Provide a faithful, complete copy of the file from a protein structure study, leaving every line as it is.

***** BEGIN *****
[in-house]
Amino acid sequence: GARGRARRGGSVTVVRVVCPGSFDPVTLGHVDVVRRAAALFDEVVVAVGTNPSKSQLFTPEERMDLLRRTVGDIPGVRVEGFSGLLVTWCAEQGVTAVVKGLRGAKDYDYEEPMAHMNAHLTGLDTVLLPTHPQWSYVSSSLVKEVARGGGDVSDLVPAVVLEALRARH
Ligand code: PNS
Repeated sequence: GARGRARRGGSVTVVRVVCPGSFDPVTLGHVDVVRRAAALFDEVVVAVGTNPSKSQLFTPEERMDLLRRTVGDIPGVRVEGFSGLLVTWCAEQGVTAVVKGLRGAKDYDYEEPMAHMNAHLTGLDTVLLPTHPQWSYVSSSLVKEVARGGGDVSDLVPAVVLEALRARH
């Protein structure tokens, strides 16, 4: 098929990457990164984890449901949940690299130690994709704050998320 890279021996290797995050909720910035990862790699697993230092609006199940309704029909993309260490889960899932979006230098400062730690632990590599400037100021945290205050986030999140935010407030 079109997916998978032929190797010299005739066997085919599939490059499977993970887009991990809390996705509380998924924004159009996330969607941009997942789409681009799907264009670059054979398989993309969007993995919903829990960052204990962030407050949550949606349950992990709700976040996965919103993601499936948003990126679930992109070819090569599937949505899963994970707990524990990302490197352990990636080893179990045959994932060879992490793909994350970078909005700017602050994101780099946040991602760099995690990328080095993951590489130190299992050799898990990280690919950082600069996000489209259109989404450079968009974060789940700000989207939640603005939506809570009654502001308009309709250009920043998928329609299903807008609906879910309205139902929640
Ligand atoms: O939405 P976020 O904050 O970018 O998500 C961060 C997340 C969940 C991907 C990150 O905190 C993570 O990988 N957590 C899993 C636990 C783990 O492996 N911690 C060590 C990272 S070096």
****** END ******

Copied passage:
[in-house]
Amino acid sequence: GARGRARRGGSVTVVRVVCPGSFDPVTLGHVDVVRRAAALFDEVVVAVGTNPSKSQLFTPEERMDLLRRTVGDIPGVRVEGFSGLLVTWCAEQGVTAVVKGLRGAKDYDYEEPMAHMNAHLTGLDTVLLPTHPQWSYVSSSLVKEVARGGGDVSDLVPAVVLEALRARH
Ligand code: PNS
Repeated sequence: GARGRARRGGSVTVVRVVCPGSFDPVTLGHVDVVRRAAALFDEVVVAVGTNPSKSQLFTPEERMDLLRRTVGDIPGVRVEGFSGLLVTWCAEQGVTAVVKGLRGAKDYDYEEPMAHMNAHLTGLDTVLLPTHPQWSYVSSSLVKEVARGGGDVSDLVPAVVLEALRARH
């Protein structure tokens, strides 16, 4: 098929990457990164984890449901949940690299130690994709704050998320 890279021996290797995050909720910035990862790699697993230092609006199940309704029909993309260490889960899932979006230098400062730690632990590599400037100021945290205050986030999140935010407030 079109997916998978032929190797010299005739066997085919599939490059499977993970887009991990809390996705509380998924924004159009996330969607941009997942789409681009799907264009670059054979398989993309969007993995919903829990960052204990962030407050949550949606349950992990709700976040996965919103993601499936948003990126679930992109070819090569599937949505899963994970707990524990990302490197352990990636080893179990045959994932060879992490793909994350970078909005700017602050994101780099946040991602760099995690990328080095993951590489130190299992050799898990990280690919950082600069996000489209259109989404450079968009974060789940700000989207939640603005939506809570009654502001308009309709250009920043998928329609299903807008609906879910309205139902929640
Ligand atoms: O939405 P976020 O904050 O970018 O998500 C961060 C997340 C969940 C991907 C990150 O905190 C993570 O990988 N957590 C899993 C636990 C783990 O492996 N911690 C060590 C990272 S070096």